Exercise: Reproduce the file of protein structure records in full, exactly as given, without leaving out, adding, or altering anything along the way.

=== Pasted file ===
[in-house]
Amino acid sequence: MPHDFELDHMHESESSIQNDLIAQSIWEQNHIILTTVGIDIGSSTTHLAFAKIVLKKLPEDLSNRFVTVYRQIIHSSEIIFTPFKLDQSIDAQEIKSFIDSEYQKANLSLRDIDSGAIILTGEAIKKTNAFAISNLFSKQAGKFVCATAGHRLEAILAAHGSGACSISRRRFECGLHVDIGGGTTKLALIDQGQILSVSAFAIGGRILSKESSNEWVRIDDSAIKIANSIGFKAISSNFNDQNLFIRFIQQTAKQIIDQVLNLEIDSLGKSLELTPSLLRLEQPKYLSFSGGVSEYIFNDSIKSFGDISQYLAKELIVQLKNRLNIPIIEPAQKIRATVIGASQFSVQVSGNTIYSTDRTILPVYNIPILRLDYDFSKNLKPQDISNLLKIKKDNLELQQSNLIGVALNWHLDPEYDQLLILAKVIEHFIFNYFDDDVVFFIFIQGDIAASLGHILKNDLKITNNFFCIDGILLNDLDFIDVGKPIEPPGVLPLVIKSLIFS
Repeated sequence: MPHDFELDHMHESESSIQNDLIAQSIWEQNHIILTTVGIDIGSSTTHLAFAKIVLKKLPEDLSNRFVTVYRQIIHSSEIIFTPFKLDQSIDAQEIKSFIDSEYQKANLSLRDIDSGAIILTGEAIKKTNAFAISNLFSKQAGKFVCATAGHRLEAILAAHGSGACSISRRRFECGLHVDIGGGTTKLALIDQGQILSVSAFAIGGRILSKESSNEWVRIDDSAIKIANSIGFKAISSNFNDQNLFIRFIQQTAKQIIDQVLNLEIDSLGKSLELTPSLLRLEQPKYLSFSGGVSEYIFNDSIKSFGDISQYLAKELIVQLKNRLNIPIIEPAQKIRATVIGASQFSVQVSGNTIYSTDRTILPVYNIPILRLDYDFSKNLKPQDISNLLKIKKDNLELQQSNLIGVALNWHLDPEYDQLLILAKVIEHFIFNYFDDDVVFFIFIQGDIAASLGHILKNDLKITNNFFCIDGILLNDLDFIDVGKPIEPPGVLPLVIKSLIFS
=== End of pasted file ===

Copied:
[in-house]
Amino acid sequence: MPHDFELDHMHESESSIQNDLIAQSIWEQNHIILTTVGIDIGSSTTHLAFAKIVLKKLPEDLSNRFVTVYRQIIHSSEIIFTPFKLDQSIDAQEIKSFIDSEYQKANLSLRDIDSGAIILTGEAIKKTNAFAISNLFSKQAGKFVCATAGHRLEAILAAHGSGACSISRRRFECGLHVDIGGGTTKLALIDQGQILSVSAFAIGGRILSKESSNEWVRIDDSAIKIANSIGFKAISSNFNDQNLFIRFIQQTAKQIIDQVLNLEIDSLGKSLELTPSLLRLEQPKYLSFSGGVSEYIFNDSIKSFGDISQYLAKELIVQLKNRLNIPIIEPAQKIRATVIGASQFSVQVSGNTIYSTDRTILPVYNIPILRLDYDFSKNLKPQDISNLLKIKKDNLELQQSNLIGVALNWHLDPEYDQLLILAKVIEHFIFNYFDDDVVFFIFIQGDIAASLGHILKNDLKITNNFFCIDGILLNDLDFIDVGKPIEPPGVLPLVIKSLIFS
Repeated sequence: MPHDFELDHMHESESSIQNDLIAQSIWEQNHIILTTVGIDIGSSTTHLAFAKIVLKKLPEDLSNRFVTVYRQIIHSSEIIFTPFKLDQSIDAQEIKSFIDSEYQKANLSLRDIDSGAIILTGEAIKKTNAFAISNLFSKQAGKFVCATAGHRLEAILAAHGSGACSISRRRFECGLHVDIGGGTTKLALIDQGQILSVSAFAIGGRILSKESSNEWVRIDDSAIKIANSIGFKAISSNFNDQNLFIRFIQQTAKQIIDQVLNLEIDSLGKSLELTPSLLRLEQPKYLSFSGGVSEYIFNDSIKSFGDISQYLAKELIVQLKNRLNIPIIEPAQKIRATVIGASQFSVQVSGNTIYSTDRTILPVYNIPILRLDYDFSKNLKPQDISNLLKIKKDNLELQQSNLIGVALNWHLDPEYDQLLILAKVIEHFIFNYFDDDVVFFIFIQGDIAASLGHILKNDLKITNNFFCIDGILLNDLDFIDVGKPIEPPGVLPLVIKSLIFS